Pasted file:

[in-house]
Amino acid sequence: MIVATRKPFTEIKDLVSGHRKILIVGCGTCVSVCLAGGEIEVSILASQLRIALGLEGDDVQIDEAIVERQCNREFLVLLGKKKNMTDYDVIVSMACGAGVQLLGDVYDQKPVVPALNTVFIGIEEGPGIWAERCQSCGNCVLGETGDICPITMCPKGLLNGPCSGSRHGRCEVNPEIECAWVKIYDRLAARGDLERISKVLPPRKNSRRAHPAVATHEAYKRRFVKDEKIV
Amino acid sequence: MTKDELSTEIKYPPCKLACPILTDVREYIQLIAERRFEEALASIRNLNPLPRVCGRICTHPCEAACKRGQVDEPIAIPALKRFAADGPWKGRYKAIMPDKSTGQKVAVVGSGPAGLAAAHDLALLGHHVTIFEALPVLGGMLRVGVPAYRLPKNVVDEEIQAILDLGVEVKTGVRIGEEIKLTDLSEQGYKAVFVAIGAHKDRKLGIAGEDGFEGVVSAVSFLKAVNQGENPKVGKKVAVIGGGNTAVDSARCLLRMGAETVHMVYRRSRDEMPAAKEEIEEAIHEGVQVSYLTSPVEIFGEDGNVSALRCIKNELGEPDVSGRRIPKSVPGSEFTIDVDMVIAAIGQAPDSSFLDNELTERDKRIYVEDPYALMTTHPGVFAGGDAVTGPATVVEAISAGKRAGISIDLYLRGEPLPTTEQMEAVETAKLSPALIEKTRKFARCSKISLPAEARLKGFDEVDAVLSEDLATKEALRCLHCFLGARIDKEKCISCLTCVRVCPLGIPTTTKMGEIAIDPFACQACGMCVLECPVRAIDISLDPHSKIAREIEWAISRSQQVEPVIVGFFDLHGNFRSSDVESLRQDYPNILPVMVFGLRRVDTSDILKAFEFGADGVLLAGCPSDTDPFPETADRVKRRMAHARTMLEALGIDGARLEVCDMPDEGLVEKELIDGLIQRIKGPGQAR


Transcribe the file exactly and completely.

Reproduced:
[in-house]
Amino acid sequence: MIVATRKPFTEIKDLVSGHRKILIVGCGTCVSVCLAGGEIEVSILASQLRIALGLEGDDVQIDEAIVERQCNREFLVLLGKKKNMTDYDVIVSMACGAGVQLLGDVYDQKPVVPALNTVFIGIEEGPGIWAERCQSCGNCVLGETGDICPITMCPKGLLNGPCSGSRHGRCEVNPEIECAWVKIYDRLAARGDLERISKVLPPRKNSRRAHPAVATHEAYKRRFVKDEKIV
Amino acid sequence: MTKDELSTEIKYPPCKLACPILTDVREYIQLIAERRFEEALASIRNLNPLPRVCGRICTHPCEAACKRGQVDEPIAIPALKRFAADGPWKGRYKAIMPDKSTGQKVAVVGSGPAGLAAAHDLALLGHHVTIFEALPVLGGMLRVGVPAYRLPKNVVDEEIQAILDLGVEVKTGVRIGEEIKLTDLSEQGYKAVFVAIGAHKDRKLGIAGEDGFEGVVSAVSFLKAVNQGENPKVGKKVAVIGGGNTAVDSARCLLRMGAETVHMVYRRSRDEMPAAKEEIEEAIHEGVQVSYLTSPVEIFGEDGNVSALRCIKNELGEPDVSGRRIPKSVPGSEFTIDVDMVIAAIGQAPDSSFLDNELTERDKRIYVEDPYALMTTHPGVFAGGDAVTGPATVVEAISAGKRAGISIDLYLRGEPLPTTEQMEAVETAKLSPALIEKTRKFARCSKISLPAEARLKGFDEVDAVLSEDLATKEALRCLHCFLGARIDKEKCISCLTCVRVCPLGIPTTTKMGEIAIDPFACQACGMCVLECPVRAIDISLDPHSKIAREIEWAISRSQQVEPVIVGFFDLHGNFRSSDVESLRQDYPNILPVMVFGLRRVDTSDILKAFEFGADGVLLAGCPSDTDPFPETADRVKRRMAHARTMLEALGIDGARLEVCDMPDEGLVEKELIDGLIQRIKGPGQAR